After an initial surge, telehealth use remains steady and, as explained by Health IT Security’s Jessica Davis, its use requires health systems and practices to ensure existing policies and procedures protect patient data and privacy. “Risk stems from the accelerated implementation of new technologies without adequate due diligence to prevent introducing new vulnerabilities to the network,” says Mike Garzone of Impact Advisors. Potentially unsecured telehealth systems, adds The Privacy Professor’s Rebecca Herold, are a threat to patient safety and privacy, and amplify the risk of a cyberattack and ransomware.
The experts make the following recommendations to mitigate liability exposure associated with telehealth use:
- Workforce training: Train staff and clinicians on telehealth security risks, specifically how these threats relate to the facility’s policies and procedures. “This way the need for security and privacy practices during daily work activities stays top of mind for workers,” says Herold.
- HIPAA Compliance Assessment: Perform a risk assessment to identify any non-compliance with HIPAA and other applicable regulations. Garzone cautions that HIPAA regulatory enforcement eased during the pandemic will soon resume, leaving telehealth platforms subject to the same requirements as all other systems. He recommends clinicians incorporate the following steps when using the technology to conduct remote encounters:
- Positively identify the patient before beginning the encounter;
- Ensure the patient is the only person in the room, or has given consent to the presence of others such as family members, similarly to an in-person visit; and
- Educate the patient regarding the use of security measures on their electronic device(s).
- Encryption and Authentication: Encrypt data to prevent unauthorized access to protected health information (PHI) and support adherence to regulatory and legal requirements. Additionally, multi-factor authentication, says the report, is “proven to block 99.9 percent of all automated attacks and can effectively protect patient data.”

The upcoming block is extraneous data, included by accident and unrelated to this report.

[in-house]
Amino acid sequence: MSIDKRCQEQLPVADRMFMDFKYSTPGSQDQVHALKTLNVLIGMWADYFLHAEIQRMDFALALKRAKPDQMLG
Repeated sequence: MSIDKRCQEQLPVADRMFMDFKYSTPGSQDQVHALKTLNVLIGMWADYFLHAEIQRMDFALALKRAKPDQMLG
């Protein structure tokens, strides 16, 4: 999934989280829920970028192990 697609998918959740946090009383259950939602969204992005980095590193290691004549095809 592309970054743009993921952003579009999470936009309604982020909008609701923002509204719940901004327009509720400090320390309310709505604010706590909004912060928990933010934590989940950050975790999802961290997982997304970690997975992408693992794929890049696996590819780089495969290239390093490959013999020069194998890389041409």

Herold notes privacy breaches are incredibly damaging to reputation and can lead to large monetary penalties so compliance measures are critical. Davis says guidance issued by the Healthcare and Public Health Sector Coordinating Council can further support healthcare organizations looking to assess their potential risks.
MLMIC encourages our insured facilities and practices to conduct routine and thorough risk assessments to identify vulnerabilities associated with telehealth use in their organizations and address any identified areas for improvement. We also recommend that you assess and secure the safety of all the devices used in your practice including computers, laptops, smartphones, and patient monitoring equipment. Vigilance in safeguarding PHI remains an evolving and ongoing responsibility for all healthcare organizations and professionals. Additionally, we offer several resources to support telemedicine use among policyholders:
- Risk Management Tip: Utilizing Telehealth in Your Practice, a risk management tip with recommendations for protecting PHI and properly using telehealth;
- Telehealth & Cybersecurity Considerations, a blog post with insights to help reduce the risk of HIPAA privacy breaches and cyberattacks related to the use of telemedicine; and
- Liability Considerations Related to Use of Telehealth, a blog post with risk mitigation strategies related to use of telehealth.